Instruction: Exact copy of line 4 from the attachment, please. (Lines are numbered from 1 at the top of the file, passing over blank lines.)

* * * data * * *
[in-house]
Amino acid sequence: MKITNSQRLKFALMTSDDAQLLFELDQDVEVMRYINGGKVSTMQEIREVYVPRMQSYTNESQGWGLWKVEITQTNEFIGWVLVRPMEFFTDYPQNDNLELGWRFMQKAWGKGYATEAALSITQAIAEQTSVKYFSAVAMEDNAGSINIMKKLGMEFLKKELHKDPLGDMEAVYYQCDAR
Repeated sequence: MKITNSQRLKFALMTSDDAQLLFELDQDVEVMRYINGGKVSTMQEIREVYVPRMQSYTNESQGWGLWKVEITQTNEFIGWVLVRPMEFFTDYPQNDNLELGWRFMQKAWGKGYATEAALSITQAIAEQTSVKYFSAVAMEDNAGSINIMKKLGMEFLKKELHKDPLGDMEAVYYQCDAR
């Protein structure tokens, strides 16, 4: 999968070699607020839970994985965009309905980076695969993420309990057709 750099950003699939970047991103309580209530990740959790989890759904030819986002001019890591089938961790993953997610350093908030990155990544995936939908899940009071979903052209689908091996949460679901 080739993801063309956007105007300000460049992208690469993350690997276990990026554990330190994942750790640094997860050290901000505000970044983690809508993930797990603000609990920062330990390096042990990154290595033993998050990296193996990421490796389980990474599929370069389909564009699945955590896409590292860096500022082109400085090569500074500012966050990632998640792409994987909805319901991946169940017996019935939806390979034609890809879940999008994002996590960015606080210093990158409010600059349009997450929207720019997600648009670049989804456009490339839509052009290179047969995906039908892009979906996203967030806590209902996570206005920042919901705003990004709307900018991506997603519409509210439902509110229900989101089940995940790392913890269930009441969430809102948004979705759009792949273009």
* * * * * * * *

């Protein structure tokens, strides 16, 4: 999968070699607020839970994985965009309905980076695969993420309990057709 750099950003699939970047991103309580209530990740959790989890759904030819986002001019890591089938961790993953997610350093908030990155990544995936939908899940009071979903052209689908091996949460679901 080739993801063309956007105007300000460049992208690469993350690997276990990026554990330190994942750790640094997860050290901000505000970044983690809508993930797990603000609990920062330990390096042990990154290595033993998050990296193996990421490796389980990474599929370069389909564009699945955590896409590292860096500022082109400085090569500074500012966050990632998640792409994987909805319901991946169940017996019935939806390979034609890809879940999008994002996590960015606080210093990158409010600059349009997450929207720019997600648009670049989804456009490339839509052009290179047969995906039908892009979906996203967030806590209902996570206005920042919901705003990004709307900018991506997603519409509210439902509110229900989101089940995940790392913890269930009441969430809102948004979705759009792949273009």